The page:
why it's vda
Because it's a virtual disk. A cloud server
can be run on a hypervisor. The role of a hypervisor is to control the capacity of operating systems so it is allocated where needed. With cloud hosting there are multiple cloud servers which are available to each particular client. This allows computing resource to be dedicated to a particular client if and when it is necessary. http://www.interoute.com/what-are-cloud-servers
You system is a compartmentalized virtual guest OS run by a hypervisor inside a larger actual host OS system somewhere. In this case, the hypervisor is evidently QEMU:
Host: scsi1 Channel: 00 Id: 00 Lun: 00
Vendor: QEMU Model: QEMU DVD-ROM
QEMU supports the use of virtio, whereby transparently virtual network and block devices can be created. Your "drive" is actually a disk image file on a real hard disk; when your system boots up this is image file is used to create the drive.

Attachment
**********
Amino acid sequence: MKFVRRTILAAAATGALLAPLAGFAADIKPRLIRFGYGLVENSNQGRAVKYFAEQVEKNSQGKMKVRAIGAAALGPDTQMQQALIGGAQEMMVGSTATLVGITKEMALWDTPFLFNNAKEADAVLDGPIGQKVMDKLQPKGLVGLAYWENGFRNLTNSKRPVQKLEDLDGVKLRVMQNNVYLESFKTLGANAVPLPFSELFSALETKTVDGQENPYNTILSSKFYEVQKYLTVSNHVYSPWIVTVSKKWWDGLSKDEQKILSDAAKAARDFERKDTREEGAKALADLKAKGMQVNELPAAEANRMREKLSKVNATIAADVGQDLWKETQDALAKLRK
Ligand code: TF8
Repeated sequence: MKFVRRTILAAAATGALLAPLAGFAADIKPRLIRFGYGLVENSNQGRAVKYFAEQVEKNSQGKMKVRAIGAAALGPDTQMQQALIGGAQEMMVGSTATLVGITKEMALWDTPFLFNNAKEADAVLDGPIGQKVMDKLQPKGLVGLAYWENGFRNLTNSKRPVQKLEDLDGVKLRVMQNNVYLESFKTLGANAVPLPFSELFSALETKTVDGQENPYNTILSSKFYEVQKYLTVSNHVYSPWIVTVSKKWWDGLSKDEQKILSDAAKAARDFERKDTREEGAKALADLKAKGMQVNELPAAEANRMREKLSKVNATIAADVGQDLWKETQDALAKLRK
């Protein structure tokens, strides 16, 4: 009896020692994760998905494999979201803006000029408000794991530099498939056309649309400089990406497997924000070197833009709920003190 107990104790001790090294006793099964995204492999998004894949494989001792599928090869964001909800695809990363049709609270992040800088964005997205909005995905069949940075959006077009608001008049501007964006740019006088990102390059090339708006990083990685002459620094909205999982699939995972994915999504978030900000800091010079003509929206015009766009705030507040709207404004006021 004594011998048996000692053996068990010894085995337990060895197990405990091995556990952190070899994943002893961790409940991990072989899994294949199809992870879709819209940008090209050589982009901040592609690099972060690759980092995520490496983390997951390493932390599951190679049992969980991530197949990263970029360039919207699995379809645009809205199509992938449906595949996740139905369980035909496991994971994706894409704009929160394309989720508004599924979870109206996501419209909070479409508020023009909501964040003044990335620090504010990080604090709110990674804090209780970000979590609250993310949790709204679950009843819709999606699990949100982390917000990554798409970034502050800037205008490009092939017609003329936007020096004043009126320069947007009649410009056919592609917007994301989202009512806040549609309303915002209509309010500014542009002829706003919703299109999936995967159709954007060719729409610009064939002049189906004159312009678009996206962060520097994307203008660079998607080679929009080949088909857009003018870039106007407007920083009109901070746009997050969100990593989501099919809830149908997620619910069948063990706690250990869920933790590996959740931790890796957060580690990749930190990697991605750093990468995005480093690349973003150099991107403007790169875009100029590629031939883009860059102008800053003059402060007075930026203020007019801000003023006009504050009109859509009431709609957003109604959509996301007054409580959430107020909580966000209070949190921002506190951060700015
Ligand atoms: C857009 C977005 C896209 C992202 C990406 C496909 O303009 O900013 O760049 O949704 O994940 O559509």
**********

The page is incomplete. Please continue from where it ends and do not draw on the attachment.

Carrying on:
You don't have access to the actual hardware because that's not what you paid for. The purpose of virtual disks is to simplify some issues and increase performance for hypervisor systems.
It is possible for a hypervisor to simulate some kind of real hard drive so it would appear to be such inside the guest system. However, there's not much point to this, since it still isn't real (it would be a little absurd for the host to use actual drives, or even actual partitions, for each guest); doing this also requires more work for the host (= lower performance for the guest). Instead, the virtio drive is intended to work like a real disk for general I/O purposes and not waste resources simulating anything else. Any physical characteristics it reports are arbitrary -- it doesn't actually have any -- and don't bother trying to run
smartctl etc. on it. Your current root filesystem mount options have probably been chosen by whoever runs the host; you may want to contact them before you contemplate changes.